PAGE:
(iv) during conflict, the goal of U.S. maritime forces will be sea control; it will defeat the enemy’s military forces and protect the U.S. while defending its allies; and​
(v) conduct bold modernization and reform of the future maritime force in order to maintain credible deterrence and keep America’s maritime advantage.”​
 
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MrConservative

Super Moderator
Staff member
The Chinese economy is currently around $28 Trillion in PPP terms, which is somewhat larger than the USA.
They've also set a target of 6% growth per year, and believe they can do this
Over the next 10 years, that works out as an additional $22 Trillion of economic output per year, which is roughly an entire USA
Where the real economic power is my friend is that 56.9% of all distributed global equity has been built up by one country in particular over the last 150 years is guess? China is over ten times less.
 

OPSSG

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Part 3 of 5: An attempt to debunk CCP myth making

5. Since 2020, the U.S. Marines have made considerable progress, publishing doctrine, investing in new capabilities, examining the application of new operating concepts, new equipment, refining organizational structure, and generating improved tactics, techniques and procedures (TTPs) to accelerate the implementation of Force Design 2030 to win the fight in the littorals. On Force Design 2030, Gen. David Berger, Commandant of the U.S. Marine Corps, wrote:

"The 2018 National Defense Strategy redirected the Marine Corps’ mission focus from countering violent extremists in the Middle East to great power/peer-level competition, with special emphasis on the Indo-Pacific. Such a profound shift in missions, from inland to littoral, and from non-state actor to peer competitor, necessarily requires substantial adjustments in how we organize, train, and equip our Corps. A return to our historic role in the maritime littoral will also demand greater integration with the Navy and a reaffirmation of that strategic partnership. As a consequence, we must transform our traditional models for organizing, training, and equipping the force to meet new desired ends, and do so in full partnership with the Navy."​

6. The current strategy for Japan (under a LDP Government) is picking it’s outlying islands (like Yonaguni, Iriomote, Miyako, Ishigaki) or Taiwan, as the location for the right JMSDF battle; and it has started to acquire the platforms needed to execute the littoral battles to bring forces into Taiwan.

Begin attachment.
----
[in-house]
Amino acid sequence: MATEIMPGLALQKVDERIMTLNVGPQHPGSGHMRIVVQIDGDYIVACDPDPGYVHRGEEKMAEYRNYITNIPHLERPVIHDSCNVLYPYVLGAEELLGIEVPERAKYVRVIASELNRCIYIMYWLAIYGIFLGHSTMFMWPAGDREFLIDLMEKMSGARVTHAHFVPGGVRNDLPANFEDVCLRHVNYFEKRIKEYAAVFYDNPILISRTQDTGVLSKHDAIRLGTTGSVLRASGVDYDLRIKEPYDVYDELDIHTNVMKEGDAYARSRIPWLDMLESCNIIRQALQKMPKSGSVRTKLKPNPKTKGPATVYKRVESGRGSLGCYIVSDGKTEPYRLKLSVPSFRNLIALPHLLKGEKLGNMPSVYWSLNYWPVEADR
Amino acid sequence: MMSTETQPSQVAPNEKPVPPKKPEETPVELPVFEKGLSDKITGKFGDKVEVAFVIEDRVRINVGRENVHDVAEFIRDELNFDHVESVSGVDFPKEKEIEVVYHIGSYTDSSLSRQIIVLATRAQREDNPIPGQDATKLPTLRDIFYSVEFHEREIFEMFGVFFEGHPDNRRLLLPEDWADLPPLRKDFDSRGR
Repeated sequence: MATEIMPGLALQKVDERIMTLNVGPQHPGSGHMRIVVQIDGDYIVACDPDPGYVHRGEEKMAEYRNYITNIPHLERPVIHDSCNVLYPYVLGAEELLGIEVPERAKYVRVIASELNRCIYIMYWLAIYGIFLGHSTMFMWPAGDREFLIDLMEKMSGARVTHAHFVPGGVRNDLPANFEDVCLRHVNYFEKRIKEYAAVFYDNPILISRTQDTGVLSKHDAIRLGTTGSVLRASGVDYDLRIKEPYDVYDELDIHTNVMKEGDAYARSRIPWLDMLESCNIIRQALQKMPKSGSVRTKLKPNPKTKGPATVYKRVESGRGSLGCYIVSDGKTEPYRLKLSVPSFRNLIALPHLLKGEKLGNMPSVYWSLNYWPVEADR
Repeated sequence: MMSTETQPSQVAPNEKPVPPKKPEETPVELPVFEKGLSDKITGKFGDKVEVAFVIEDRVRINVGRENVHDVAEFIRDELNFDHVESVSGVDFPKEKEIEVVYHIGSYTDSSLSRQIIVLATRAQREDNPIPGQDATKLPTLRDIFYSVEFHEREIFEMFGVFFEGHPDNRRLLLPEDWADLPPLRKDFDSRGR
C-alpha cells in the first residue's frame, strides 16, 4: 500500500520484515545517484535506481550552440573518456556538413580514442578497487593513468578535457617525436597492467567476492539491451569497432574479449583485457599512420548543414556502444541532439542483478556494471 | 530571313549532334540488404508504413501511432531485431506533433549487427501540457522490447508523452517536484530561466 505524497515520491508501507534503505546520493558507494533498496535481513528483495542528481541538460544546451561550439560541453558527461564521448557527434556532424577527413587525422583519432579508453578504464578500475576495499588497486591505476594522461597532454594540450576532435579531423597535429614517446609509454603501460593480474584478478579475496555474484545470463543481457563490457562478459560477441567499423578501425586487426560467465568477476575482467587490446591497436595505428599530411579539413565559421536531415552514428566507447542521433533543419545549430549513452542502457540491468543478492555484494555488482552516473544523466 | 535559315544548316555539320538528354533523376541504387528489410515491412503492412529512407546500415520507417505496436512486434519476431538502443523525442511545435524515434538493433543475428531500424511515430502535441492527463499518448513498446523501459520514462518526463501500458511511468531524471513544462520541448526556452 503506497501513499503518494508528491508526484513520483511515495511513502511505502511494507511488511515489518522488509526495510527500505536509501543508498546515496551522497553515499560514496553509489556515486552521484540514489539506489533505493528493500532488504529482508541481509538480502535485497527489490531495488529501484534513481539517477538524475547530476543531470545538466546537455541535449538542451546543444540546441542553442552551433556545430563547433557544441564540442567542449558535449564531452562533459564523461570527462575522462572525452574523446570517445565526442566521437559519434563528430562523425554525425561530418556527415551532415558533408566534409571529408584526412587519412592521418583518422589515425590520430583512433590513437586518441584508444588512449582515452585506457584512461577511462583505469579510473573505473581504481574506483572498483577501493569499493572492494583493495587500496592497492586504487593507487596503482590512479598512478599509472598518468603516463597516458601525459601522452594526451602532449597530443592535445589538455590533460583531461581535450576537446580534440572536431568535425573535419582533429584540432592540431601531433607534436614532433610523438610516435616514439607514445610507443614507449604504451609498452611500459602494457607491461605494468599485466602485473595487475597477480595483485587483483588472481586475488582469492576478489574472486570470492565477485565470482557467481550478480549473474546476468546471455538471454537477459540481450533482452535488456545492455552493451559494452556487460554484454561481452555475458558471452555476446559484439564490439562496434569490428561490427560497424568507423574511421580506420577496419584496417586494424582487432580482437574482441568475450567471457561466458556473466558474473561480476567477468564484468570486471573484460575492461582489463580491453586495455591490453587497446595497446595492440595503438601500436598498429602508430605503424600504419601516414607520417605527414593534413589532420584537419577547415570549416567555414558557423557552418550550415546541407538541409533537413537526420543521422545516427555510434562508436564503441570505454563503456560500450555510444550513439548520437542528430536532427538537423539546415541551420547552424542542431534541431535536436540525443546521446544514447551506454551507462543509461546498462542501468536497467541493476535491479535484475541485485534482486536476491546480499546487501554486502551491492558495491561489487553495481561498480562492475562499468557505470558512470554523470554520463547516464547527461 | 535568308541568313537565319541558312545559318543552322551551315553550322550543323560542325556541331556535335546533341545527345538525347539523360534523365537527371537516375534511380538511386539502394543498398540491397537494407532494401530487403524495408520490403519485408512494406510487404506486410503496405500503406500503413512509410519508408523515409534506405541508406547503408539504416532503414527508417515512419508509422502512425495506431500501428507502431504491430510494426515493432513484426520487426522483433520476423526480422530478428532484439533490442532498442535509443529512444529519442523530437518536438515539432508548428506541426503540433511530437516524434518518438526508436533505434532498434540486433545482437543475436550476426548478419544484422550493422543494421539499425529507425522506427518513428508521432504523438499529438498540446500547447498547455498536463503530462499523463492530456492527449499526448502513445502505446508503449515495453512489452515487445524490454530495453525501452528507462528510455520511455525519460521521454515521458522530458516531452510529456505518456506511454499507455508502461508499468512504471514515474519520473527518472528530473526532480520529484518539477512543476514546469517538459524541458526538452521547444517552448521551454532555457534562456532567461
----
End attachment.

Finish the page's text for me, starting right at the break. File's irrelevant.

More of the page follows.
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seaspear

Active Member
Would it be fair to suggest that satellite warfare would also be critical in any planning because without that information as the Prussian military analyst Carl von Clausewitz's essay "the fog of war" becomes perhaps literal again?
 

John Fedup

The Bunker Group
Would it be fair to suggest that satellite warfare would also be critical in any planning because without that information as the Prussian military analyst Carl von Clausewitz's essay "the fog of war" becomes perhaps literal again?
The US and other allies are most likely working on backup solutions to satellite comms and nav. Perhaps the mysterious X-37 is part of the solution. Stealthy drones will also be a potential backup for some areas.
 

OPSSG

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@seaspear, good to see you back from your posting holiday, last year. Thank you for the links and taking the topic into space — so may the force be with you.

Let me share a few guidance notes below, which is directed to anyone intending to post here:


One, this thread is primarily about the defence of Taiwan and its immediate threat matrix aka the PLA specifically but not entire posts about the Chinese economy.

Two, on-topic discussions include Taiwan geo-politics related news (with links provided by default, as minimum) or on National Security concerns related to the 1st island chain.

Three, given Taiwan’s limited defence budget, there no space capability in the ROC military, therefore off-topic on a real defence discussion. The moderators have enough work to do (with corrections on fanboi inspired Taiwan or Japan defence capability myths), to be bothered to go to space or engage in permanent myth busting.

Four,
preferably there must be some link helping the reader understand the military capability of the ROC Army, ROC Navy, ROC Air Force or its interface with corresponding counter-parts in the JSDF and US Military Forces (in Japan, Guam, Hawaii and so on), going forward.

If fact based, disciplined discussions on Taiwan is not continued, the thread will get closed.
 
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seaspear

Active Member
I found this post demonstrating the use of civilian ships by the P.L.A.N for the carrying of armoured vehicles in an exercise for landings it does state Taiwan as such an objective, If true does this suggest civilian ships under the control of the state should be considered in addition to regular P.L.A.N vessels capable of presenting a threat, I would understand that such ships would require a port to unload but a then large number vehicles in addition to those carried by the regular lhd ships could be overwhelming
In regards to Taiwan's space capability or present lack of by the military, these articles suggest reasons should be involved in gaining such and present programs operating out of Australia in the launch of space programs to do such, though its main use may be civilian perhaps military capabilities can be accessed
This article by Reuters suggests that Taiwan has actively pursued closer security ties with other countries with a mutual view of China posturing